Russian Trade Agreement – The Untold Story Of How The Stevenson Jacket Arrived In America

If imitation is the best form of flattery, we’re honored that so many in the team sports business have tried to emulate (but never replicate) our trademark Orbital Shoulder Gussets. This feature is synonymous with the Boathouse brand because of its prevalence in our most popular outerwear styles like the Mission Pullover, Victory Jacket, and the iconic Stevenson rowing jacket. But do you know the full story behind the Gusset? Do you know how the iconic Stevenson Jacket made its way to the states to become a signature Boathouse trademark? That story is far more unusual.

The Birth of the Stevenson Jacket

While competing in Lucerne, Switzerland, for the USA in 1974, World Champion Hugh Stevenson watched in awe as Soviet rowers trained, on the lake, with ease in the nastiest, coldest, wettest, most miserable weather. Watching them, he wondered how they were able to move with such ease wearing required layers. Then Hugh noticed the jackets the Russian athletes were wearing. They seemed to move with their bodies, making it much easier to extend and contract. The US team either wore heavy sweats which got soaked or protective (somewhat) jackets that restricted movement.

Back in those days, for a Soviet person, jeans, which first appeared in the country in the 1950s, were not just clothes. They were a symbol of freedom and success. People saved money to buy jeans, went to great lengths to alter them in imitation of Western brands, and even went to prison for trafficking jeans. Knowing this, Hugh approached one of the Russian athletes to propose a trade – his pair of Levi’s for the athlete’s jacket. The Russian athlete agreed immediately – DEAL!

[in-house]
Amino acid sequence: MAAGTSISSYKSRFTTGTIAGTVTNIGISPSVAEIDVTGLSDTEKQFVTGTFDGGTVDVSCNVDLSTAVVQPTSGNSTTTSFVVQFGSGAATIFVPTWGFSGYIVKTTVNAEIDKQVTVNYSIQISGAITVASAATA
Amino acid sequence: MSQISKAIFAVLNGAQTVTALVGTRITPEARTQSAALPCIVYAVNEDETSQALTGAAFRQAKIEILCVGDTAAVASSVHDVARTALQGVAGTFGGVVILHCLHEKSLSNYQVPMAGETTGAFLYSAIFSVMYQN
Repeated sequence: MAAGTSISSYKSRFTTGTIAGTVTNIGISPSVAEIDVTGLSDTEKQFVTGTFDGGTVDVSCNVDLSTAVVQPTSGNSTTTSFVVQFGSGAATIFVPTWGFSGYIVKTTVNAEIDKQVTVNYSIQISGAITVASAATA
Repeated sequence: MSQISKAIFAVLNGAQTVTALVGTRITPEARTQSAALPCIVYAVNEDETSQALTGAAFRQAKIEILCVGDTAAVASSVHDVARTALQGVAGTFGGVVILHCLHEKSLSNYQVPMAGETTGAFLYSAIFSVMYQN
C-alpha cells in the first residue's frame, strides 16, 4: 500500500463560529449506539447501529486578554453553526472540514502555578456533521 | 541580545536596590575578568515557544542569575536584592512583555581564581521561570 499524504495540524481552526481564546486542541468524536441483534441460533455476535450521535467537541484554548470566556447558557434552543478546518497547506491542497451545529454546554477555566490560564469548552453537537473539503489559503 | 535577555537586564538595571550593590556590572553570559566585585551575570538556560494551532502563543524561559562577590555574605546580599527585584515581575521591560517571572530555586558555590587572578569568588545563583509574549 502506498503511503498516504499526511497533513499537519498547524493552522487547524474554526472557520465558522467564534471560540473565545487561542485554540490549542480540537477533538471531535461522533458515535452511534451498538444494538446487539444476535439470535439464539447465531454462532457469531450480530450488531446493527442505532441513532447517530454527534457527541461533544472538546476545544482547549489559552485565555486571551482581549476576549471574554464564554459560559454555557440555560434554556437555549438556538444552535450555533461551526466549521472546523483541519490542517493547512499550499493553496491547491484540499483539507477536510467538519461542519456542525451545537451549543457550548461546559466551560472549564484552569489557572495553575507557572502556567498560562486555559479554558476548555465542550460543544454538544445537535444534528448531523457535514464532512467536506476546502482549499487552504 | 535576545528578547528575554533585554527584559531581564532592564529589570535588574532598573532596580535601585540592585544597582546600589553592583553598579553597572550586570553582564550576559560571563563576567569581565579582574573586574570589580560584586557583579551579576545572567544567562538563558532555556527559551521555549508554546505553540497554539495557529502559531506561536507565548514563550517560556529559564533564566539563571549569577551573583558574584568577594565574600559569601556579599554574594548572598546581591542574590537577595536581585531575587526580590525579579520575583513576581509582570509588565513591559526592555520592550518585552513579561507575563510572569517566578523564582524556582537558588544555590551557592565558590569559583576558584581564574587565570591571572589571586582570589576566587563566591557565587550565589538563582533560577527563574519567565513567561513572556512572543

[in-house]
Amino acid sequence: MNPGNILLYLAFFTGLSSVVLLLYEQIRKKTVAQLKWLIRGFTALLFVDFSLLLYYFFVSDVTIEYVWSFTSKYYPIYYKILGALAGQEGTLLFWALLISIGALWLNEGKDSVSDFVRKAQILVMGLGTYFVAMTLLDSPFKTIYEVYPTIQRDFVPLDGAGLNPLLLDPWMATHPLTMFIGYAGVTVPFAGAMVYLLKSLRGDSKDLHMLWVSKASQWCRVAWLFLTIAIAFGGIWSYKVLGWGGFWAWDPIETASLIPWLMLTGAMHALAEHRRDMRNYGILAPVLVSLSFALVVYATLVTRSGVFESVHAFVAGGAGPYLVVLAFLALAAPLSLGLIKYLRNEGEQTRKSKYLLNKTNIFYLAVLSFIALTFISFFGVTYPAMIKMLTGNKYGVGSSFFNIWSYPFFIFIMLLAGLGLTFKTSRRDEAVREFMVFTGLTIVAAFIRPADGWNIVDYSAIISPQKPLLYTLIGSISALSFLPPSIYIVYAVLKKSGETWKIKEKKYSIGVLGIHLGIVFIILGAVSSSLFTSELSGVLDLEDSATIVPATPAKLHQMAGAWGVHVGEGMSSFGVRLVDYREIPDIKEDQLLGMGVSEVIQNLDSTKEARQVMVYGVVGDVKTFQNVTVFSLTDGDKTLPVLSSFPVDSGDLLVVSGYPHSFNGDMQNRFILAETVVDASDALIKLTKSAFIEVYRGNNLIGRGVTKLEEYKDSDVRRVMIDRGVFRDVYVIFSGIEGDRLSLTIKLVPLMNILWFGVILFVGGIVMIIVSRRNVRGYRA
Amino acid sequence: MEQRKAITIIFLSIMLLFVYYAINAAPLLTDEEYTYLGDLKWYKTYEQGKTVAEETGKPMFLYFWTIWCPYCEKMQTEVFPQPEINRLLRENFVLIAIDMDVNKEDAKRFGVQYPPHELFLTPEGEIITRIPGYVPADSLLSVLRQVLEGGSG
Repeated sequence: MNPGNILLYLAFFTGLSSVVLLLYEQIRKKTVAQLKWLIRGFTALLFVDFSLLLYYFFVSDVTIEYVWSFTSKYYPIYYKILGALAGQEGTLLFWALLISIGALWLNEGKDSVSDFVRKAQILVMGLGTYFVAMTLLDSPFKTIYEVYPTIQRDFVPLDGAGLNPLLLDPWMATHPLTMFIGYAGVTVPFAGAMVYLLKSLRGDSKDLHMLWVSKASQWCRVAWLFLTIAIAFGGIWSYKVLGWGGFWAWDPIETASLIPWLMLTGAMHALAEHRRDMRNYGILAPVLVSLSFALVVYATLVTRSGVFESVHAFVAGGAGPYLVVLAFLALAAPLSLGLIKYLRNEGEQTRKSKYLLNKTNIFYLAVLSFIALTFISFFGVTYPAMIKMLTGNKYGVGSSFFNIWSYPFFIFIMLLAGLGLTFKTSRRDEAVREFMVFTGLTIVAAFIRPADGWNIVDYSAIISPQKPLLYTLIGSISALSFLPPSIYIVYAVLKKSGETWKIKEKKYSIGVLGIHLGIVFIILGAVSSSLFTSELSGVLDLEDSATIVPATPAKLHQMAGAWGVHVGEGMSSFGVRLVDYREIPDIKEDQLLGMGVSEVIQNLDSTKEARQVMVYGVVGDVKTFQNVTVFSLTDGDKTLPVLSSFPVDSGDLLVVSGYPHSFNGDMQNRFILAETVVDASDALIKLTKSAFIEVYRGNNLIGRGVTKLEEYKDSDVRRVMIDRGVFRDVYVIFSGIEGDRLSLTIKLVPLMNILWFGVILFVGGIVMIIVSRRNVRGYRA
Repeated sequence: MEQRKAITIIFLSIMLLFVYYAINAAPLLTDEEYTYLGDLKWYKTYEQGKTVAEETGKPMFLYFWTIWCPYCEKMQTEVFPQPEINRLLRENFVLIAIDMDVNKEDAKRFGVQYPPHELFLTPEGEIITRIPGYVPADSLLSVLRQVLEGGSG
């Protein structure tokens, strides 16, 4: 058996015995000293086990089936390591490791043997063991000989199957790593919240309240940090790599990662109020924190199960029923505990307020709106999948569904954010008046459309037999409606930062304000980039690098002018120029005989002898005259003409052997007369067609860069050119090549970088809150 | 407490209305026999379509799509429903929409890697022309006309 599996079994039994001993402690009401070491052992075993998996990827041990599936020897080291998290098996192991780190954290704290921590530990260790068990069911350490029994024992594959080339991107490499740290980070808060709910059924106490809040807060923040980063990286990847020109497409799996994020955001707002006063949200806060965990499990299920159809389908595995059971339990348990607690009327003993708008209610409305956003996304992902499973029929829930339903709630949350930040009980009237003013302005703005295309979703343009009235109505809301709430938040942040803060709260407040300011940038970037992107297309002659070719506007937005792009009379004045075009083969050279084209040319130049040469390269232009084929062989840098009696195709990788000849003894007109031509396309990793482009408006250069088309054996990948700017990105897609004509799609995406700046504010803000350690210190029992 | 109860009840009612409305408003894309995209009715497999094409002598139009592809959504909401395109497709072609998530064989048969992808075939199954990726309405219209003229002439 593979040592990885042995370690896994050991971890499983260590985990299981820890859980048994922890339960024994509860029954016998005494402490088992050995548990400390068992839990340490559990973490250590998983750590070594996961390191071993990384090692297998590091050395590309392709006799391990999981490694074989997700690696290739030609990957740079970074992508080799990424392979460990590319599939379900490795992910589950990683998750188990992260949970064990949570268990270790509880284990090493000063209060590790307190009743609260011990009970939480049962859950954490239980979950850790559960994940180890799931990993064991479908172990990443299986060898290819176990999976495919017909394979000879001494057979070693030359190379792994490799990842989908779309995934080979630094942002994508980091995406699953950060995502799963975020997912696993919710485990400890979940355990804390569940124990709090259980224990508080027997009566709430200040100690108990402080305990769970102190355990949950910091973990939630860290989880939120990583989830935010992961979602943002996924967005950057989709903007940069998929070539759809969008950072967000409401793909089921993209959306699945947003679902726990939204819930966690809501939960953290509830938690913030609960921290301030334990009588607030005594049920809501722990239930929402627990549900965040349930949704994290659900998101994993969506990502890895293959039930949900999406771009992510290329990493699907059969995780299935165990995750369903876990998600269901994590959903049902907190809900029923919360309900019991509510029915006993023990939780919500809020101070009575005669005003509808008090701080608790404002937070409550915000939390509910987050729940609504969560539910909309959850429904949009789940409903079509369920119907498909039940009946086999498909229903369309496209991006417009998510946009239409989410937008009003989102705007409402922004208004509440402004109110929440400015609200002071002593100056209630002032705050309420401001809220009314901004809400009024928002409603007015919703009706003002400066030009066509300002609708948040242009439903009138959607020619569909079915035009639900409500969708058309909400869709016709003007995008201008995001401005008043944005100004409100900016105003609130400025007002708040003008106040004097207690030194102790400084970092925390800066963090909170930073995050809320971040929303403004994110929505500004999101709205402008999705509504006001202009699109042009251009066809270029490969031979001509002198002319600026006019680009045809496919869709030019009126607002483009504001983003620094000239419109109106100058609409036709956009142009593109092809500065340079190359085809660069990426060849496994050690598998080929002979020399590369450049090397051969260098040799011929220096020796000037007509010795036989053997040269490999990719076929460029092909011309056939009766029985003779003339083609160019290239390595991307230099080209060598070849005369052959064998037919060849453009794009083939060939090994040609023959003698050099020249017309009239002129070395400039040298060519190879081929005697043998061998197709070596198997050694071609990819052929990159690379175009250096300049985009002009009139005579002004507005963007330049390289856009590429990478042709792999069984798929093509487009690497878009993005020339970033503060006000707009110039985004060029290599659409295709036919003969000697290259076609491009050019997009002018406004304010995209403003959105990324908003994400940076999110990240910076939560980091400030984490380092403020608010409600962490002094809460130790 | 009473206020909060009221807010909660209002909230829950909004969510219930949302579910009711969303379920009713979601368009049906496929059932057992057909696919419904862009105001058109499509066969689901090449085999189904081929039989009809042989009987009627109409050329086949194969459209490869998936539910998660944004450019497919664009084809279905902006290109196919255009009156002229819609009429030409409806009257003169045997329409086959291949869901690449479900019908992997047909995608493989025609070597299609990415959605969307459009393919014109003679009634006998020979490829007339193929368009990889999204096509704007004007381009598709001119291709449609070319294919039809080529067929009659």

Hugh brought the experimental jacket back to the US and for two years worked to perfect the design and introduce it to American athletes. Hugh received his first order from the United States Olympic Team competing in 1976 Montreal.


How The Stevenson Became A Boathouse Staple

After 8 years on the market, Boathouse Founder and CEO, John Strotbeck, was provided the Stevenson Jacket in his 1984 Olympic Team kit. It was unlike anything John had seen before…very different. Understanding the value of its unique design and enhanced performance features, John designed and made the Boathouse version of jacket. About two years later Boathouse purchased the Stevenson Company along with their Philadelphia-based factory. Boathouse continues to design and manufactures all of our products in Philadelphia, USA.

The Stevenson jacket embodies what we do every day. We make athletic rowing apparel that functions for the athlete, performs for the athlete and protects the athlete, enhancing their pursuit of excellence every day.